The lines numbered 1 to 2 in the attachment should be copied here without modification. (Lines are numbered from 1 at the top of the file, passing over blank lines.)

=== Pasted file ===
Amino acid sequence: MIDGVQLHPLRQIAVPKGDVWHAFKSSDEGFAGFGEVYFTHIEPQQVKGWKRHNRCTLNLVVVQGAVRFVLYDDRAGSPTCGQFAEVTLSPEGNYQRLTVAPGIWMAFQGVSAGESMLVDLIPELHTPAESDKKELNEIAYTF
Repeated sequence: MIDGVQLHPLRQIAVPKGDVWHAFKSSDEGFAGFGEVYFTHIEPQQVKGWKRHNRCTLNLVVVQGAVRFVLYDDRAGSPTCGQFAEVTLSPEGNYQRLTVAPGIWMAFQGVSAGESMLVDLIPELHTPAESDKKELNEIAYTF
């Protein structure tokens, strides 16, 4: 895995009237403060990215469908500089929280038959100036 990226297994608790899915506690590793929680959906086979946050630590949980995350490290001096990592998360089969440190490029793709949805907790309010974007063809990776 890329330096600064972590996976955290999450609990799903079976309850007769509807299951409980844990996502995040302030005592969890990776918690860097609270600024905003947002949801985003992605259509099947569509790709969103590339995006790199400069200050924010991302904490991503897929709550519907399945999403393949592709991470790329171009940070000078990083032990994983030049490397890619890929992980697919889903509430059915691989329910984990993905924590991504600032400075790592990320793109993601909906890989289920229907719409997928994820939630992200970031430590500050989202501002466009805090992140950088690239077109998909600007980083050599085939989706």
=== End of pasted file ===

Amino acid sequence: MIDGVQLHPLRQIAVPKGDVWHAFKSSDEGFAGFGEVYFTHIEPQQVKGWKRHNRCTLNLVVVQGAVRFVLYDDRAGSPTCGQFAEVTLSPEGNYQRLTVAPGIWMAFQGVSAGESMLVDLIPELHTPAESDKKELNEIAYTF
Repeated sequence: MIDGVQLHPLRQIAVPKGDVWHAFKSSDEGFAGFGEVYFTHIEPQQVKGWKRHNRCTLNLVVVQGAVRFVLYDDRAGSPTCGQFAEVTLSPEGNYQRLTVAPGIWMAFQGVSAGESMLVDLIPELHTPAESDKKELNEIAYTF